Power Macintosh 9600

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Power Macintosh 9600 / Workgroup Server 9650
Power Macintosh 9600 350.jpg
Also known as"Kansas"
DeveloperApple Computer, Inc.
Product familyPower Macintosh
Release dateFebruary 17, 1997 (1997-02-17)
Introductory priceUS$3,700 (equivalent to $5,775 in 2018)
DiscontinuedMarch 17, 1998 (1998-03-17)
Operating systemSystem 7.5.5 - Mac OS 9.1
CPUPowerPC 604e or 604ev @ dual 200, single 200 - 350 MHz
Memory32 MB, expandable to 1.5 GB (70 ns 168-pin DIMM)
PredecessorPower Macintosh 9500
Workgroup Server 9150
SuccessorPower Macintosh G3 (Mini Tower)
Related articlesPower Macintosh 7300
Power Macintosh 8600

The Power Macintosh 9600 (also sold with additional server software as the Apple Workgroup Server 9650) is a personal computer that is a part of Apple Computer's Power Macintosh series of Macintosh computers. It was introduced in February 1997 alongside the Power Macintosh 7300 and 8600, and replaced the Power Macintosh 9500 as Apple's flagship desktop computer.

The 9600 was replaced by the Power Macintosh G3 Mini Tower in Apple's product lineup in November 1997, with sales of the 9600 continuing until March 1998.


When introduced, the Power Macintosh 9600 was available with three processor configurations: single-processor 200 MHz, dual-processor 200 MHz, and single-processor 233 MHz. The line was updated in August 1997 with a single-processor 300 MHz or 350 MHz "Mach 5" 604ev with a larger L2 cache, priced at $4,500 and $5,300, respectively.[1] An updated Workgroup Server 9650 was introduced at the same time with a 350 MHz CPU, and could be ordered pre-configured as an application server, AppleShare server or Internet server, with prices ranging from $6,800 to $7,500 USD depending on the software package chosen.[1]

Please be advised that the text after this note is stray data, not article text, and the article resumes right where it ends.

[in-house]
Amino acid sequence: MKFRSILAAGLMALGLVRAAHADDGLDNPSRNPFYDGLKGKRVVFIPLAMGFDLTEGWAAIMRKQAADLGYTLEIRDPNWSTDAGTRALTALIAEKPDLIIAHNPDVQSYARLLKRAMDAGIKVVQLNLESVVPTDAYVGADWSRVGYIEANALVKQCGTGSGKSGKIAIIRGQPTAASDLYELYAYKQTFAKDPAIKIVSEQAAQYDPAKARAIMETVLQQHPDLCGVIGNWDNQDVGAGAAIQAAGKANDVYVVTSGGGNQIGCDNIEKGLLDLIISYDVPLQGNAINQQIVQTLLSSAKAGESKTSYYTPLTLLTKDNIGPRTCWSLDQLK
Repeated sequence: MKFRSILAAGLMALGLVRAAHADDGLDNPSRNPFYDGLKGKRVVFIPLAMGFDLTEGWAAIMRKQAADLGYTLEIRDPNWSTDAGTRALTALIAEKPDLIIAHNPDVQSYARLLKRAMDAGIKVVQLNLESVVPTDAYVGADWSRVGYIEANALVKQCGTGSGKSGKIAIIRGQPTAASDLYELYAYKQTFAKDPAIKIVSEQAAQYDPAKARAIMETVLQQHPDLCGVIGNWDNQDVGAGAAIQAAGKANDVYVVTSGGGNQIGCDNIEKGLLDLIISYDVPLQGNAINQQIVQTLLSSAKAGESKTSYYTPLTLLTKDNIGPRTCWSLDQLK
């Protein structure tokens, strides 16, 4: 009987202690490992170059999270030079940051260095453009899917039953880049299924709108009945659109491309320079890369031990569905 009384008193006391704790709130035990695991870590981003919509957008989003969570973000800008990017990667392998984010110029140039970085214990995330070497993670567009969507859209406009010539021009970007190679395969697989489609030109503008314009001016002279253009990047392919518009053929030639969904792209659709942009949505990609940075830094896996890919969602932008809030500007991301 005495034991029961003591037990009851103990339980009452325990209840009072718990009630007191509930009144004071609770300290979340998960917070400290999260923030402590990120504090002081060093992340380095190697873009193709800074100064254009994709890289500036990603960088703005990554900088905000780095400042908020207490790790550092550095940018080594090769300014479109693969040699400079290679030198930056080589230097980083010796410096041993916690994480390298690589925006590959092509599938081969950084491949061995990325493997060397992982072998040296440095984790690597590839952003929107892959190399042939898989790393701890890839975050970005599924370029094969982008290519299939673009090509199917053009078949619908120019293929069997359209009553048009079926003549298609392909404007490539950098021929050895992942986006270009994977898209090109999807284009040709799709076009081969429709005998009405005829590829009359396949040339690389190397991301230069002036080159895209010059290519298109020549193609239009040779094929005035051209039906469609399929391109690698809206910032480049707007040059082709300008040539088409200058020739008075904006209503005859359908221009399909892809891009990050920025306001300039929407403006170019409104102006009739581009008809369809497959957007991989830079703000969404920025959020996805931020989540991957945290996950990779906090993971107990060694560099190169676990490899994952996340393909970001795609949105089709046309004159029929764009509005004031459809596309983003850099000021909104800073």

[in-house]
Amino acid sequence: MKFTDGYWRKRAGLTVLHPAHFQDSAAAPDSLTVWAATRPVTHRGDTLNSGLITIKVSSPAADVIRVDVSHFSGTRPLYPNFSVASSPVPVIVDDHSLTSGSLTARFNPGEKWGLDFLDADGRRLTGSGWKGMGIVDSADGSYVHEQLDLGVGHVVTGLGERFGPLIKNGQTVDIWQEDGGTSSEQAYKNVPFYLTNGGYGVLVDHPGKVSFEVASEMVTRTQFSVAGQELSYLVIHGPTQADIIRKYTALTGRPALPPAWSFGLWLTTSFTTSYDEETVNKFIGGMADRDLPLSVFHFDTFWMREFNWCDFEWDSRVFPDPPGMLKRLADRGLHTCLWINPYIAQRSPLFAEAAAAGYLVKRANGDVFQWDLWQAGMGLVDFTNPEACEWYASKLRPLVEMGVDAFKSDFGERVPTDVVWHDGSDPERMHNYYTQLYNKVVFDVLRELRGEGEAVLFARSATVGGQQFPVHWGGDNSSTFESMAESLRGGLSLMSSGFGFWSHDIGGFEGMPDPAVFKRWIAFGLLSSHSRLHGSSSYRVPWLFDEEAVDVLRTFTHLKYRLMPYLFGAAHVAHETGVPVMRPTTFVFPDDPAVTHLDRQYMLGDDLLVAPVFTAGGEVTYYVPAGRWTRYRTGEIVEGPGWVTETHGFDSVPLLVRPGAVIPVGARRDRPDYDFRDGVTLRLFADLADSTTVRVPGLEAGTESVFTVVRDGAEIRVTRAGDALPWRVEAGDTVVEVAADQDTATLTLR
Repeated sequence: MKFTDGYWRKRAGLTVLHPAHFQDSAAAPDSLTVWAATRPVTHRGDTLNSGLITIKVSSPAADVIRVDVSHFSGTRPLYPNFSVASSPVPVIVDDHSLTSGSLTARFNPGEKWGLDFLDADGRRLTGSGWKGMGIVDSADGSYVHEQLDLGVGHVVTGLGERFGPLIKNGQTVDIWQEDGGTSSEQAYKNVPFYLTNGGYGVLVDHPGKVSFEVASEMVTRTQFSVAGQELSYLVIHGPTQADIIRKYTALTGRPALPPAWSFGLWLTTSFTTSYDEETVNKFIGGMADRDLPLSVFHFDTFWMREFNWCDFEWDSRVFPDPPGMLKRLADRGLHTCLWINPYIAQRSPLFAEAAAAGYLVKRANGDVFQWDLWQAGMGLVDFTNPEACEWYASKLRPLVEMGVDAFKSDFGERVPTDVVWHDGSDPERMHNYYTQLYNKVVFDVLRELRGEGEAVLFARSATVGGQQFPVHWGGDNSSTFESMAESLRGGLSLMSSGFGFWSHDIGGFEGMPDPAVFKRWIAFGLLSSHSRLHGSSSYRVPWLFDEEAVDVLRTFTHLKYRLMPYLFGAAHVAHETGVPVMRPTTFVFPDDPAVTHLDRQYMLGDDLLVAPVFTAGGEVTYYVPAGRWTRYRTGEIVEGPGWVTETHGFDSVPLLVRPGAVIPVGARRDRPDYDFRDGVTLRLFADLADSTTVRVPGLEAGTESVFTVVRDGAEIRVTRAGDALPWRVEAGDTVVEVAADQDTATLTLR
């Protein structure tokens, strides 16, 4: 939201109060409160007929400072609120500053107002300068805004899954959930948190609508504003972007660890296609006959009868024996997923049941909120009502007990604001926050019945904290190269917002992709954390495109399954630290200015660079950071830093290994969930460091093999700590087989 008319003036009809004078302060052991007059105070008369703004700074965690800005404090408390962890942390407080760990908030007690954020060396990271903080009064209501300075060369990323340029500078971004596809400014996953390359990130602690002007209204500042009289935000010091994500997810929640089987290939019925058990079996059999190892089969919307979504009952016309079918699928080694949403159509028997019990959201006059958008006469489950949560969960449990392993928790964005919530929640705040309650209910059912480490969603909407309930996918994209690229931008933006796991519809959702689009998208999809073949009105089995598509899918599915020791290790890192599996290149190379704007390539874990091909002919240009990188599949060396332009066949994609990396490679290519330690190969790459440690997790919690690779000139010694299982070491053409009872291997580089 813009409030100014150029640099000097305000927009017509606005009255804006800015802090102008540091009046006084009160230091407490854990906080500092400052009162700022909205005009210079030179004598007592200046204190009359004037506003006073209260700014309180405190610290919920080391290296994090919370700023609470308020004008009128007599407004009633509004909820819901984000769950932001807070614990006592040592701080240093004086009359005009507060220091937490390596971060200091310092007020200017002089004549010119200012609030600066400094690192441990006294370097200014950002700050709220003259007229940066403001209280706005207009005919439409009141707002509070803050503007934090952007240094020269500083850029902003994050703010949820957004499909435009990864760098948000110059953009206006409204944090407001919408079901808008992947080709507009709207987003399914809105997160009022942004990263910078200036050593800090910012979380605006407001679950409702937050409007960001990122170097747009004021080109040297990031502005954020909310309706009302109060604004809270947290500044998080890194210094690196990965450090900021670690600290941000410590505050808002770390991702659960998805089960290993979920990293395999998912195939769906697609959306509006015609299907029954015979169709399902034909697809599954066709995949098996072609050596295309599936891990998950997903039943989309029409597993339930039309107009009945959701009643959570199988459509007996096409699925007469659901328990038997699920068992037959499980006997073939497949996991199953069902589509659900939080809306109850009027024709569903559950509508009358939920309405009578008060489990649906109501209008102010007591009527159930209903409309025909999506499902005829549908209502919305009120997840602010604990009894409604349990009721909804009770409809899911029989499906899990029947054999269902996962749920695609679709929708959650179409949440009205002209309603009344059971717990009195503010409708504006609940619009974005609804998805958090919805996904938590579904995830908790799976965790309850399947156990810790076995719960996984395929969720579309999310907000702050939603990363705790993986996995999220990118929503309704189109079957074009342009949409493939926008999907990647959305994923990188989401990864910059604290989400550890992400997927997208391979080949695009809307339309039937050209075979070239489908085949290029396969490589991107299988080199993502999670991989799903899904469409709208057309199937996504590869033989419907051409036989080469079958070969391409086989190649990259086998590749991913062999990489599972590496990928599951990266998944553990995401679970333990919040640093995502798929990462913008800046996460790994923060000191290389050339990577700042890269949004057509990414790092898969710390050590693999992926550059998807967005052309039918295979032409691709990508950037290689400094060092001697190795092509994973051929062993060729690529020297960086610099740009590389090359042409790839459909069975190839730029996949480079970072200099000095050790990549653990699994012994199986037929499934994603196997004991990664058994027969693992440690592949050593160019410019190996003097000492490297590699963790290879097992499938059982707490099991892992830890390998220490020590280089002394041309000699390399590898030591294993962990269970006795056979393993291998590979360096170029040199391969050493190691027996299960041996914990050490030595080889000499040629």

The 350 MHz model was initially discontinued in October due to CPU supply problems,[2] but reintroduced on February 17, 1998[3] when the 300 MHz model was discontinued in favor of the new Power Macintosh G3 Mini Tower. While the G3 was faster, its expandability was only on par with the 8600, so the 9600 was kept available until March for users that required it.


Power Macintosh 9600 logic board

The 9600 came in the same new case as the 8600, but was internally very similar to the 9500 that preceded it, with 12 RAM slots and 6 PCI slots instead of the 8 RAM and 3 PCI slots on the 8600;[4] the 9600 used the new PowerPC 604e CPU, an enhanced version of the 9500 604.

IMS IXMICRO TwinTurbo 128
video card

Like its predecessor, the Power Macintosh 9600 has no built-in video; instead, it shipped with an 8MB IXMICRO TwinTurbo 128-bit PCI video card installed.

The Power Macintosh 9600/350 was the most powerful Mac ever in Apple's four-digit model numbering system, the last multiprocessor Mac for three years, and the last model with six or more expansion slots until the 2019 Mac Pro. No version of OS X was officially supported by Apple on the 9600; its installation and use required the use of the third-party software solution XPostFacto. Mac OS X 10.3 or 10.4 was only possible with a G3 processor upgrade installed, and OS X 10.5 was possible with a G4 upgrade. The 9600 was part of the final generation of Macs to ship with a SCSI hard drive as a standard feature; subsequent Macs adopted IDE for the internal hard drive bus.

Timeline of Power Macintosh models

Power Macintosh G5Power Macintosh G5Power Macintosh G5Power Macintosh G4Power Macintosh G4Power Macintosh G4 CubePower Macintosh G4Power Macintosh G3#Blue and WhitePower Macintosh G3Power Macintosh G3Power Macintosh 8600Power Macintosh 7300Power Macintosh 9600Power Macintosh 8500Power Macintosh 7600Power Macintosh 7200Power Macintosh 9500Power Macintosh 8100Power Macintosh 7500Power Macintosh 7100Power Macintosh 6400Power Macintosh G3Power Macintosh 5500Power Macintosh 5400Power Macintosh 6500Power Macintosh 6200Power Macintosh 6100Power Macintosh 5260Power Macintosh 5200Power Macintosh 4400


  1. ^ a b Walsh, Jeff (August 11, 1997). "350-MHz Mac among Apple's onslaught". InfoWorld Magazine. p. 15. Cite magazine requires |magazine= (help)
  2. ^ Tafael, Kathy (January 1998). "Power Macintosh G3 Kicks Ass". MacAddict. p. 42. Cite magazine requires |magazine= (help)
  3. ^ "Apple Power Macintosh 9600/350 Specs". EveryMac.
  4. ^ "Power Macintosh 9600/233: Technical Specifications". Apple.

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